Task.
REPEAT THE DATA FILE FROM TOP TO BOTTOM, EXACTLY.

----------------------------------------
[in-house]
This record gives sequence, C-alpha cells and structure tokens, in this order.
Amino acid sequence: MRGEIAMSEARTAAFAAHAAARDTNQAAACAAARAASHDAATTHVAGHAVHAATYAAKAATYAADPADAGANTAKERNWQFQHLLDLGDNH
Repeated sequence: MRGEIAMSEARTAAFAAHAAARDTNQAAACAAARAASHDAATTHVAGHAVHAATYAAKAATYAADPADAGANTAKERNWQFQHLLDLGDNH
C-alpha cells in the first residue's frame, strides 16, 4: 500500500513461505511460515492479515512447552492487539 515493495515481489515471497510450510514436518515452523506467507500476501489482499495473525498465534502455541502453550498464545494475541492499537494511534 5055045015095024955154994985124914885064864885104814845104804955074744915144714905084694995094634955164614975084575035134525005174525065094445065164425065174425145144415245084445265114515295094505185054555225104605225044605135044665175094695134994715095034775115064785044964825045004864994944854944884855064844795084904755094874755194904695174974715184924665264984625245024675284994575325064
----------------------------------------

[in-house]
This record gives sequence, C-alpha cells and structure tokens, in this order.
Amino acid sequence: MRGEIAMSEARTAAFAAHAAARDTNQAAACAAARAASHDAATTHVAGHAVHAATYAAKAATYAADPADAGANTAKERNWQFQHLLDLGDNH
Repeated sequence: MRGEIAMSEARTAAFAAHAAARDTNQAAACAAARAASHDAATTHVAGHAVHAATYAAKAATYAADPADAGANTAKERNWQFQHLLDLGDNH
C-alpha cells in the first residue's frame, strides 16, 4: 500500500513461505511460515492479515512447552492487539 515493495515481489515471497510450510514436518515452523506467507500476501489482499495473525498465534502455541502453550498464545494475541492499537494511534 5055045015095024955154994985124914885064864885104814845104804955074744915144714905084694995094634955164614975084575035134525005174525065094445065164425065174425145144415245084445265114515295094505185054555225104605225044605135044665175094695134994715095034775115064785044964825045004864994944854944884855064844795084904755094874755194904695174974715184924665264984625245024675284994575325064